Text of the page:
"The Civil War," wrote historian Page Smith, "took place because the southern states felt that they could no longer tolerate their status as members of the Union." After the Civil War, enslaved African Americans gained their freedom and the federal government became a stronger force in citizens' lives.
Bloody fighting during the first two years of the Civil War made it clear to both the North and South that the struggle would be a long and difficult one.
Visit the Antietam Image Gallery to view photos and paintings from the time of the battle and "tour" the park through current photos.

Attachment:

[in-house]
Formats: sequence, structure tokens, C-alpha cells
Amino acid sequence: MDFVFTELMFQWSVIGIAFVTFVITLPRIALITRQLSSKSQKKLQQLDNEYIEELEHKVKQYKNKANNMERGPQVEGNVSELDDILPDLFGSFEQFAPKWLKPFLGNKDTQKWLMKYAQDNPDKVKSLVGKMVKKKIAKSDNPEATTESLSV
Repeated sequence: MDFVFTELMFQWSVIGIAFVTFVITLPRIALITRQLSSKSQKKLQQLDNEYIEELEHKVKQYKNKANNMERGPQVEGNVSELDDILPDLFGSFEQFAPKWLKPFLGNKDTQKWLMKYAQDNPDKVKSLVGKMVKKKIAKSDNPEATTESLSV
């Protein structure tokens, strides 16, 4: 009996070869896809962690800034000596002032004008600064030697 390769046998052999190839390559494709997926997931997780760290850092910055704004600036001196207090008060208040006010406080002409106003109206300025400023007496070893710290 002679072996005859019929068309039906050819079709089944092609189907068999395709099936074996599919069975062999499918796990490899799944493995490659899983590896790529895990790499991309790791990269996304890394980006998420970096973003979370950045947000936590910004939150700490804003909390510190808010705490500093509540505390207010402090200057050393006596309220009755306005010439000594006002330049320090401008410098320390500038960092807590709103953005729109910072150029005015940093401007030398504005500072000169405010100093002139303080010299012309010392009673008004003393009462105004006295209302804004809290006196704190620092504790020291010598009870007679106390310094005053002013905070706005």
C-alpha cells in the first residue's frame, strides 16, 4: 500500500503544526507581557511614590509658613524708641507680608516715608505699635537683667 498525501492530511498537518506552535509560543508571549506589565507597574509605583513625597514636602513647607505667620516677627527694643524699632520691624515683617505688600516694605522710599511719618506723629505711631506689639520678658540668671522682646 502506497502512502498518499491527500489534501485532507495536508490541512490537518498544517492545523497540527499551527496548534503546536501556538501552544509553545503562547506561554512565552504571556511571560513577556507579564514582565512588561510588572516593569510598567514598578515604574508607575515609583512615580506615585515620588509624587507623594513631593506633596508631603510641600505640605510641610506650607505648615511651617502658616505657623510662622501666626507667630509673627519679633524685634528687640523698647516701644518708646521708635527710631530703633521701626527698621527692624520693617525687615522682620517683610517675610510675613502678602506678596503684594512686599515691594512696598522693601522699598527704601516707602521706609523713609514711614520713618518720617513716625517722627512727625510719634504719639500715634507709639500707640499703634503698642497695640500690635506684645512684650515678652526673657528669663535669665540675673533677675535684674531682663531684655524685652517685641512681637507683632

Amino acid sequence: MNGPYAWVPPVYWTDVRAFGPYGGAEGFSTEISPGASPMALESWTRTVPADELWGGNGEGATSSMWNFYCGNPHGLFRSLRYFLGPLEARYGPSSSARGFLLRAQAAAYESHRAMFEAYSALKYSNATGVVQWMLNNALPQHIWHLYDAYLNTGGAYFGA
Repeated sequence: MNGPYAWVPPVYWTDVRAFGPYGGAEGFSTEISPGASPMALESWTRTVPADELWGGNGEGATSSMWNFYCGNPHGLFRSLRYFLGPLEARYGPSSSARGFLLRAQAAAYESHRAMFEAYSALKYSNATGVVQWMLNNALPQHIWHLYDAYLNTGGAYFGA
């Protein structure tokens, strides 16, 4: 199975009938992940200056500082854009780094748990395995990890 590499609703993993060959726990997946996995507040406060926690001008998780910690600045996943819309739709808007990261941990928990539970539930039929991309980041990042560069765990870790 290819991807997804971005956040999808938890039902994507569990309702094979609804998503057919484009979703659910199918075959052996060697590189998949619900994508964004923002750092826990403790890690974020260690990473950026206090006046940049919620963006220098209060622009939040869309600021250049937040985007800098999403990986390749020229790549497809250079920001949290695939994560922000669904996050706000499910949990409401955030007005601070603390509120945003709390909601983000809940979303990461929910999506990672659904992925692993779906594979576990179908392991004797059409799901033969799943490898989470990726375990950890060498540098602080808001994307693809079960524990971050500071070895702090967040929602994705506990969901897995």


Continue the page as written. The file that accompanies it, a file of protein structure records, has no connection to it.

The Union and the Confederacy struggled to raise and support their armies and to provide for the well-being of their citizens. President Lincoln's Emancipation Proclamation had a profound effect on both those efforts.
Despite Southern victories at Fredericksburg and Chancellorsville, the tide of the war turned in the summer of 1863, when the North won at Gettysburg and Vicksburg.
Read more about the equipment and clothing that Civil War soldiers typically carried, and create an advertisement aimed at selling these items to the soldiers.
After years of fighting, countless casualties, and considerable devastation, the South finally surrendered in April 1865. Three months later, Congress passed the Thirteenth Amendment, barring slavery.
Using the sites below, read about the events leading up to Lee's surrender to Grant. Report to your class about what you think is most interesting and important about the occasion.